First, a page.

Article Text

Download PDFPDF

Myasthenia gravis and related disorders
  1. B Lecky

    Statistics from

    Edited by H J Kaminski. The Humana Press, Totowa, 2002, US$125.00, pp 396. ISBN 1 58829 058 1

    This is a scientific and clinical review of myasthenia gravis (MG) with chapters on Lambert-Eaton syndrome, congenital myasthenic syndromes, acquired neuromyotonia, and toxin-induced neuromuscular junction disorders. Neuromuscular junction physiology, acetylcholine receptor structure, and immunology are well reviewed in the first three chapters. The clinical chapters on ocular and generalised myasthenia are uniformly strong, although I have some disagreements. The edrophonium (Tensilon) test can have complications and my preference is to give atropine beforehand. In my experience, few patients with ocular MG (OMG) tolerate ptosis crutches or using adhesive tape. Using steroids “as a last resort” is somewhat extreme: many OMG patients respond well, without side effects, and severe chronic untreated ophthalmoparesis results in fixed deficit which may require strabismus surgery or botulinum toxin treatment. In generalised MG, the use of pyridostigmine, steroids, and azothioprine is discussed. What if these fail? Ciclosporine (bad side effect profile) and mycophenolate are mentioned, but methotrexate is not.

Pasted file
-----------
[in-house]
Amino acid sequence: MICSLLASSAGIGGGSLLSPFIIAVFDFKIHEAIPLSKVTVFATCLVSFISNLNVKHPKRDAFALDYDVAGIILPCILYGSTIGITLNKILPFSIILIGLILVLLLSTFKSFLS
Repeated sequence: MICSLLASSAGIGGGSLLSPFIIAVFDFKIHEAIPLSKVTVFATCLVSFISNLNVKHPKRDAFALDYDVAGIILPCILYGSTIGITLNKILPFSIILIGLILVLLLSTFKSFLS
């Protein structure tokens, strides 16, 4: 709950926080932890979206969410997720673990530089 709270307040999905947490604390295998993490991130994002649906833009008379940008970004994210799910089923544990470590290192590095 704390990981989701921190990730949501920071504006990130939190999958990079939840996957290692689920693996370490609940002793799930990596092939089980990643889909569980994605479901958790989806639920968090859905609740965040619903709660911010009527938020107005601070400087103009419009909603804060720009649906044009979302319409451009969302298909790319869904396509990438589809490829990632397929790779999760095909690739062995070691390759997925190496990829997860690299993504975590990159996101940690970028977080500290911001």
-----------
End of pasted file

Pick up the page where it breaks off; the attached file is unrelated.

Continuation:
Most readers will not be familiar with the complexity of thymic anatomy and the range of thymectomy procedures. Thymectomy has never been evaluated in a prospective controlled trial but hopefully this will be starting soon subject to funding (Jaretzki has slightly jumped the gun here). This review is excellent.

    The chapter on acquired neuromyotonia is handicapped by the lack of clear definition, clinically or neurophysiologically, of neuromyotonia and cramp-fasciculation syndrome. Congenital myasthenia can be very difficult to diagnose and the chapter has an internal contradiction, referring to disorders presenting in infancy and early childhood but then describing adult onset presentations (which are often misdiagnosed). Living muscle microelectrode studies are available in very few centres and clearer clinical guidance would have been helpful. The chapter on toxic neuromuscular disorders (things that bite you or things you should not have eaten) is worth reading.

    This book is strongly recommended to clinicians and researchers dealing with neuromuscular disorders (and to thoracic surgeons performing thymectomy).

    Request Permissions

    If you wish to reuse any or all of this article please use the link below which will take you to the Copyright Clearance Center’s RightsLink service. You will be able to get a quick price and instant permission to reuse the content in many different ways.